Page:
Follow by Email

Welcome

A daily record of what I'm thinking about what I'm reading

To read about movies and TV shows I'm watching, visit my other blog: Elliot's Watching

Tuesday, October 14, 2014

A pastoal interlude in My Struggle

Toward the end of volume 2 of Karl Ove Knausgaard's My Struggle there's a "pastoral interlude," as KOK and Linda and their daughter, Vanje, go to visit Linda's mother in the countryside outside of Stockholm, in the winter - many very beautiful passages describing the stark and clear winter landscape - passages that show how well KOK can write, and how simply - nothing boisterous or self-consciously "artistic" about his writing, anywhere, just simple and clear observation; one amusing moment in the pastoral interlude is his description of getting lost (on an earlier visit) and stumbling upon a lawn party, and the country home of a relative of the PM, I think, and noting how the guests on the lawn looked so "Bergman-like." Ha! And like Bergman, KOK imbues even his most placid scenes with dark undertones of dread: as the he and wife and baby come back to the cottage they here her mother and her partner engage in some harsh exchange of words, for example. There's also, in this setion of the book, quite a bit of literary jockeying: at various points KOK meets other writers, or they invite over some other people active in the arts, and he always feels awkward both talking about his achievements and not doing so, as if that's an act of false modesty. So he tends to withdraw - or else blurt out a strongly held opinion, of which he obviously has many, and then feeling he has seriously mis-stepped (for example, a denunciation of ceasarean birth, which leads to an awkward silence - though it's never stated, we suspect that perhaps the other woman present had given birth through c-section?). Also in this section some comments from KOK on art and literature - always interested to hear what he thinks on these topics, and whom he's reading and not reading - Calvino, interestingly, and many Scandinavian writers probably not available in English, and Holderlin, and a bio of Rimbaud - but sometimes I don't quite understand his comments on literature and art - may failing, no doubt, not his.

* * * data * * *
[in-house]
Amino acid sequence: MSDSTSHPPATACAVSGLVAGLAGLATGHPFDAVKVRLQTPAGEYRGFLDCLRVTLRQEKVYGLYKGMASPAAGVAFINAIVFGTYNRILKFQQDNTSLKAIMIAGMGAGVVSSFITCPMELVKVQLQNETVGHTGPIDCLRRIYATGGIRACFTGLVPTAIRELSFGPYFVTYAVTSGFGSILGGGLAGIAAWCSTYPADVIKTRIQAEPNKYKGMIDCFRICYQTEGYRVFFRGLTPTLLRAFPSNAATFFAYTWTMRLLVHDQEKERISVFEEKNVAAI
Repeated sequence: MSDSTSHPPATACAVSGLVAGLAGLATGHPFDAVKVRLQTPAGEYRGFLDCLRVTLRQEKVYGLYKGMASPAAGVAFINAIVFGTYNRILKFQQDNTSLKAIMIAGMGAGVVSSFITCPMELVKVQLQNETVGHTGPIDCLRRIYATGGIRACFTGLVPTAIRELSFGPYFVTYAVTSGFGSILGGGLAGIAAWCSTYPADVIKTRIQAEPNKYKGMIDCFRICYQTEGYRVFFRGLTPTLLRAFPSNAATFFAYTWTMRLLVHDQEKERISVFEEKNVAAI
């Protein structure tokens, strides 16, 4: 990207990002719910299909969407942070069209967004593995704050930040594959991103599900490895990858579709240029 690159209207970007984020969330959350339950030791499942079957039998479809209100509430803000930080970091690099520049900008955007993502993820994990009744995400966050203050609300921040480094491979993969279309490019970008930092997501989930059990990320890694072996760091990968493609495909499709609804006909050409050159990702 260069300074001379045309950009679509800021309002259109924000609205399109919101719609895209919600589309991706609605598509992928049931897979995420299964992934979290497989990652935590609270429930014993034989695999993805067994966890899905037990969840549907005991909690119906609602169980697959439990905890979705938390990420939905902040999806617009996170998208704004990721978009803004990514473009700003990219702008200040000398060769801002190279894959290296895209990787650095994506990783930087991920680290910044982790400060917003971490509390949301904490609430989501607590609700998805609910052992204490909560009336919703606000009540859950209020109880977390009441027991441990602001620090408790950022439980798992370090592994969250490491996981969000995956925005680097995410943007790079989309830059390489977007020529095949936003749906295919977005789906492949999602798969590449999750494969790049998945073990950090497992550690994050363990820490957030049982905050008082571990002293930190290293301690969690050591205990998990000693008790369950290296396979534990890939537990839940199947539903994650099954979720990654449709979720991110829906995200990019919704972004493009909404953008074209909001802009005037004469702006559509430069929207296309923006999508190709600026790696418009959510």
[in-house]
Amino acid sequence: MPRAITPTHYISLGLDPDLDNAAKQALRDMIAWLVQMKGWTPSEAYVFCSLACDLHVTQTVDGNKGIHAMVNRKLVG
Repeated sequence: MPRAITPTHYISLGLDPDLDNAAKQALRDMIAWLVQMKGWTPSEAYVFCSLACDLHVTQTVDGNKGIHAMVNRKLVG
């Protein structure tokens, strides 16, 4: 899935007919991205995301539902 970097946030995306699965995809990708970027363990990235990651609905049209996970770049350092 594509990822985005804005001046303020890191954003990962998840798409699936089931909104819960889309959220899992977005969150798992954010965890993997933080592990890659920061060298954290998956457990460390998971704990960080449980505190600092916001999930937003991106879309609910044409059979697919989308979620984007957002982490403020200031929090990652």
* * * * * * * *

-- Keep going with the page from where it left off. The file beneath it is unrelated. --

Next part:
No comments:

Post a Comment